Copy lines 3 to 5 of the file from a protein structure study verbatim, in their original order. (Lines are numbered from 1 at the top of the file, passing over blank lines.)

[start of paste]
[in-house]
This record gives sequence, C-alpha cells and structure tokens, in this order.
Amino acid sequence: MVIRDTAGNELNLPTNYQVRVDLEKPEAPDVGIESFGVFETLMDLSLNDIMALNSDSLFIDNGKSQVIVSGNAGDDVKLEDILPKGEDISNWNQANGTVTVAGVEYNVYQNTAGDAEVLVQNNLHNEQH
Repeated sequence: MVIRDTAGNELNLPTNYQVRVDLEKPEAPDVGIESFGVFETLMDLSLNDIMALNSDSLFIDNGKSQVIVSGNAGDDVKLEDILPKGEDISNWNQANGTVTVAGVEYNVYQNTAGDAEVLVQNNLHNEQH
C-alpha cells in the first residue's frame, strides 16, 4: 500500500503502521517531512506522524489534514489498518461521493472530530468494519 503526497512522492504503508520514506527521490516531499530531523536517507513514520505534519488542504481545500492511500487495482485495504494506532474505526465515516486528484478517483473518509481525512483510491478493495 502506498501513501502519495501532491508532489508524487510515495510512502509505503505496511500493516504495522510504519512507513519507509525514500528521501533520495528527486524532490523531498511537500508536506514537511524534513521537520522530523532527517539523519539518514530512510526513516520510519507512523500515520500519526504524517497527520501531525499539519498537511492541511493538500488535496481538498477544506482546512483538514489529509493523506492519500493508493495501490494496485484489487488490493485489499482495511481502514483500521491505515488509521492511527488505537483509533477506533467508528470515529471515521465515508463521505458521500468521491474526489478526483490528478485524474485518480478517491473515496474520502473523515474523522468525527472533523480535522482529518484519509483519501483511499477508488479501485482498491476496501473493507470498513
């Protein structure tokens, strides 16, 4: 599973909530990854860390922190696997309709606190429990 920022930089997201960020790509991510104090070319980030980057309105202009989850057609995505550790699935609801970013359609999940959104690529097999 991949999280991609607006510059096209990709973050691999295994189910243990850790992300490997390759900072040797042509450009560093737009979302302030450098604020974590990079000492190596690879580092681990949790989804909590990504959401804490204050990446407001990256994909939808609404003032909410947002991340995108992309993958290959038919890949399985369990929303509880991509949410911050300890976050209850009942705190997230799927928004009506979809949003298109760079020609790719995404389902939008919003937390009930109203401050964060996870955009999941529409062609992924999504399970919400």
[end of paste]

Amino acid sequence: MVIRDTAGNELNLPTNYQVRVDLEKPEAPDVGIESFGVFETLMDLSLNDIMALNSDSLFIDNGKSQVIVSGNAGDDVKLEDILPKGEDISNWNQANGTVTVAGVEYNVYQNTAGDAEVLVQNNLHNEQH
Repeated sequence: MVIRDTAGNELNLPTNYQVRVDLEKPEAPDVGIESFGVFETLMDLSLNDIMALNSDSLFIDNGKSQVIVSGNAGDDVKLEDILPKGEDISNWNQANGTVTVAGVEYNVYQNTAGDAEVLVQNNLHNEQH
C-alpha cells in the first residue's frame, strides 16, 4: 500500500503502521517531512506522524489534514489498518461521493472530530468494519 503526497512522492504503508520514506527521490516531499530531523536517507513514520505534519488542504481545500492511500487495482485495504494506532474505526465515516486528484478517483473518509481525512483510491478493495 502506498501513501502519495501532491508532489508524487510515495510512502509505503505496511500493516504495522510504519512507513519507509525514500528521501533520495528527486524532490523531498511537500508536506514537511524534513521537520522530523532527517539523519539518514530512510526513516520510519507512523500515520500519526504524517497527520501531525499539519498537511492541511493538500488535496481538498477544506482546512483538514489529509493523506492519500493508493495501490494496485484489487488490493485489499482495511481502514483500521491505515488509521492511527488505537483509533477506533467508528470515529471515521465515508463521505458521500468521491474526489478526483490528478485524474485518480478517491473515496474520502473523515474523522468525527472533523480535522482529518484519509483519501483511499477508488479501485482498491476496501473493507470498513